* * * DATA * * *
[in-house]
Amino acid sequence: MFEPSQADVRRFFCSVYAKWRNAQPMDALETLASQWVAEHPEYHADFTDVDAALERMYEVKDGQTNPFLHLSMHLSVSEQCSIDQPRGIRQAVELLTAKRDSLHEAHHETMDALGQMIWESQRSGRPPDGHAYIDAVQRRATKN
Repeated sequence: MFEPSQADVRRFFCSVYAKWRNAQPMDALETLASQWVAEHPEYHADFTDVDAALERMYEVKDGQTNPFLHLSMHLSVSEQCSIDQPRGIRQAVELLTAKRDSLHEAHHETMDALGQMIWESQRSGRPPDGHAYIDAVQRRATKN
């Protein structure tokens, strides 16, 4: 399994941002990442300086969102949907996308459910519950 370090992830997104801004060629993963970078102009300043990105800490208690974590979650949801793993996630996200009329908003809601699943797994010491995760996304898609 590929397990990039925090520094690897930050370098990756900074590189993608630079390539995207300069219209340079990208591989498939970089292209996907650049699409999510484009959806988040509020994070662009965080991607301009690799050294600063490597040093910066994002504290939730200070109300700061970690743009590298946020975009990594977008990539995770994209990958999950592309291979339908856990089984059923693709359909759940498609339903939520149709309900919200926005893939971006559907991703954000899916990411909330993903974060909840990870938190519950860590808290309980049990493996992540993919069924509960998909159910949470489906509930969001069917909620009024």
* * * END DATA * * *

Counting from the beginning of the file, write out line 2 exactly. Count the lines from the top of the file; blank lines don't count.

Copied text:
Amino acid sequence: MFEPSQADVRRFFCSVYAKWRNAQPMDALETLASQWVAEHPEYHADFTDVDAALERMYEVKDGQTNPFLHLSMHLSVSEQCSIDQPRGIRQAVELLTAKRDSLHEAHHETMDALGQMIWESQRSGRPPDGHAYIDAVQRRATKN